Photo by Craig Bares
The U.S.-Japan Alliance has underpinned Indo-Pacific security and prosperity for over seven decades. This security alliance has in turn led to cooperation and partnership between the two countries on political, economic, humanitarian, and other issues emblematic of their shared values. Today, the many facets of U.S.-Japan relations stretch across the United States.
How strong are U.S.-Japan ties, and how do they affect the United States? What is the current role of this alliance, and how is it evolving in response to changing Indo-Pacific and global developments? Can U.S.-Japan relations develop in the future to the benefit of both countries?
Sasakawa USA held a discussion in Minneapolis, Minnesota, to address these questions featuring former U.S. Director for National Intelligence and Commander of U.S. Pacific Command, Admiral Dennis Blair (ret.), Chairman and Distinguished Senior Fellow (Non-Resident) of Sasakawa USA, and Dr. Satu Limaye, Vice President and Director of the East-West Center in Washington, who discussed the significance of and possibilities going forward for the U.S.-Japan alliance. The Q&A portion of the program was moderated by Elizabeth Brailsford, Chief Operating Officer at the World Affairs Councils of America.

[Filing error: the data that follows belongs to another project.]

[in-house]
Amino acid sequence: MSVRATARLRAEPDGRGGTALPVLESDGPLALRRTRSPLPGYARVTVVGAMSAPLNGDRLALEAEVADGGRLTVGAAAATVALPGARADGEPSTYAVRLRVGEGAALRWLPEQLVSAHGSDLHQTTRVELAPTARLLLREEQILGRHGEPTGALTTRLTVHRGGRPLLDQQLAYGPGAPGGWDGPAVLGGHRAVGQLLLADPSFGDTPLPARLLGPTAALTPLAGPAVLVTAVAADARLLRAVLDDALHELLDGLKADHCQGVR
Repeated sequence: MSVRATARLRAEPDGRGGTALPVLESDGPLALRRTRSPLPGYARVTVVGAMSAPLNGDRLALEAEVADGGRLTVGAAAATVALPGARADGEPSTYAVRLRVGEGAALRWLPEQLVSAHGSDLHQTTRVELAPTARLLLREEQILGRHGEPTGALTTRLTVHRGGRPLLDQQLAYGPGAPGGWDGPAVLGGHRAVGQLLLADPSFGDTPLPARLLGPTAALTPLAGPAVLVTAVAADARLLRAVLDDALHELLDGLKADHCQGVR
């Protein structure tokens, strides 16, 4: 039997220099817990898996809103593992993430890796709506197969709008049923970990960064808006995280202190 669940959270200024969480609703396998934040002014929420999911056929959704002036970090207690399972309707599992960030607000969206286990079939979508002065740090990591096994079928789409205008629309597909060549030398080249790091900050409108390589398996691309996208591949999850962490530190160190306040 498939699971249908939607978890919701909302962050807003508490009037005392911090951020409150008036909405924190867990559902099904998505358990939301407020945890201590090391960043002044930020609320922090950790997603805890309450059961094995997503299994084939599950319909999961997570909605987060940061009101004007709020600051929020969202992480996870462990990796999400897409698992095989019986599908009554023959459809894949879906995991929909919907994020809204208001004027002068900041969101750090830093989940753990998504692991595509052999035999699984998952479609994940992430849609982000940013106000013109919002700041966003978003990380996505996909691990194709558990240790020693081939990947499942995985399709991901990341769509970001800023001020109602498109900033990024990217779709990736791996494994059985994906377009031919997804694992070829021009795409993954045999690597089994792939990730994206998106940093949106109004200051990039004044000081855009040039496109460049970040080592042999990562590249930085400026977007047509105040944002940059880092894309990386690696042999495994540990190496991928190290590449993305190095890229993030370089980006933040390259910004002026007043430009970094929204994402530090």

This event was sponsored by Sasakawa USA and members of Global Minnesota, and was presented in partnership with the Friends of the Minneapolis Central Library, Hennepin County Library – Minneapolis Central, and World Affairs Councils of America. It was offered as part of Sasakawa USA’s The Alliance Working in America (TAWA) series. Our TAWA series seeks to engage with regional leaders in cities across the United States on the importance of the U.S.-Japan alliance to U.S. interests, both at the regional and national levels. Previous TAWA programs have been held in Houston, Texas; Atlanta, Georgia; Oregon; and Kentucky.